April 27, 2020
The Ontario government has released its roadmap, A Framework for Reopening our Province
, which outlines the criteria and guiding principles for the gradual reopening of businesses, services and public spaces.
Premier Ford warned that this framework is a “roadmap, and not a calendar,” providing no hard dates to the reopening of the economy. The framework will be split into three stages:
- Stage 1: Protect and Support
- Opening select workplaces that can meet public health requirements, e.g. curbside pickup, allowing some small gatherings and resuming elective surgeries, specifically cancer surgeries.
- Opening more outdoor spaces and workplaces, such as service and retail industry, based on risk assessments.
- Further consideration on reopening all workplaces and relaxing restrictions on large gatherings.
To reopen the economy, the government will consider factors such as the risk of the spread of COVID-19 and the ability to implement protective measures to keep workplaces safe, using a range of set criteria, including:
- A consistent two-to-four week decrease in the number of new daily COVID-19 cases;
- Sufficient acute and critical care capacity, including access to ventilators and ongoing availability of personal protective equipment;
- Approximately 90 per cent of new COVID-19 contacts are being reached by local public health officials within one day, with guidance and direction to contain community spread; and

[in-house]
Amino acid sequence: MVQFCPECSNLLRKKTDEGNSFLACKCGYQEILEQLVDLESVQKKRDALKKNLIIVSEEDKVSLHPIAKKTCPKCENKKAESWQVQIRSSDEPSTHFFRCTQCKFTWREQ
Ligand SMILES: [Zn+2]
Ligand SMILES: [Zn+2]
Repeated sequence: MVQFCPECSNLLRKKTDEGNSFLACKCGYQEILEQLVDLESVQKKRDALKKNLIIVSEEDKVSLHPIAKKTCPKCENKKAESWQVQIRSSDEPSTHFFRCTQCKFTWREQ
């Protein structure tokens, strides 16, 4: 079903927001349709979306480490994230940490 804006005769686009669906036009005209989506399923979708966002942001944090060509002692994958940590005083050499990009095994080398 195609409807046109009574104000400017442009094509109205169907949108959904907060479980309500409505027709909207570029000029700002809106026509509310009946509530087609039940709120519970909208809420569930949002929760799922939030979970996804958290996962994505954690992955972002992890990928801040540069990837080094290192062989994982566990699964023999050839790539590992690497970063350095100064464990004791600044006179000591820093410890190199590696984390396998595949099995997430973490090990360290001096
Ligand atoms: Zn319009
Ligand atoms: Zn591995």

- Ongoing testing of suspected COVID-19 cases, especially of vulnerable populations, to detect new outbreaks quickly.
While the details are purposefully vague, the Premier and Ministers emphasized a staged approach and continued dialogue with the Chief Medical Officer and health experts on when the government will reopen the economy.
Ontario’s Chief Medical Officer, Dr. David Williams, provided further detail stating that Ontario is nowhere near seeing that consistent two-to-four week decrease in the daily number of new COVID-19 cases, as we still have over 400 cases a day with roughly 50-60 per cent of new confirmed cases in the broader community, and not long-term care residents or health-care workers.
In the coming days, the Ontario Jobs and Recovery Committee, as well MPPs, will begin holding discussions with partners, stakeholders, community and business leaders to better understand the impacts of COVID-19 and to better inform the process of reopening the economy.
Over the weekend, Education Minister Stephen Lecce announced that all publicly-funded schools will remain closed until at least May 31, 2020, but stated students will be able to complete the school year. Full announcement here
In contrast, Quebec Premier Legault announced elementary schools and daycares outside the Montreal area will start reopening May 11, 2020, but those in Montreal won’t reopen until May 19, 2020, stating it is possible to safely open schools under certain conditions.
The Ontario government currently has the authority to extend any emergency orders pertaining to COVID-19 until May 12, 2020. Per the Emergency Management and Civil Protection Act, the government will have to recall the legislature to extend the period of emergency for an additional 28 days, the maximum extension period permitted by law. The Ontario Legislature is scheduled to reconvene on May 12, 2020, presumably for this purpose.
It’s important to note that included in the framework is the government’s emphasis on continuing to urge the public to maintain physical distancing and hand washing, along with self-isolation when experiencing COVID-19 symptoms, and to work remotely if feasible.
Government of Canada Update
Applications for the Canada Emergency Wage Subsidy are now being accepted through the CRA. By this afternoon, over 30,000 applications had already been submitted. You can find the step-by-step instructions on how to apply here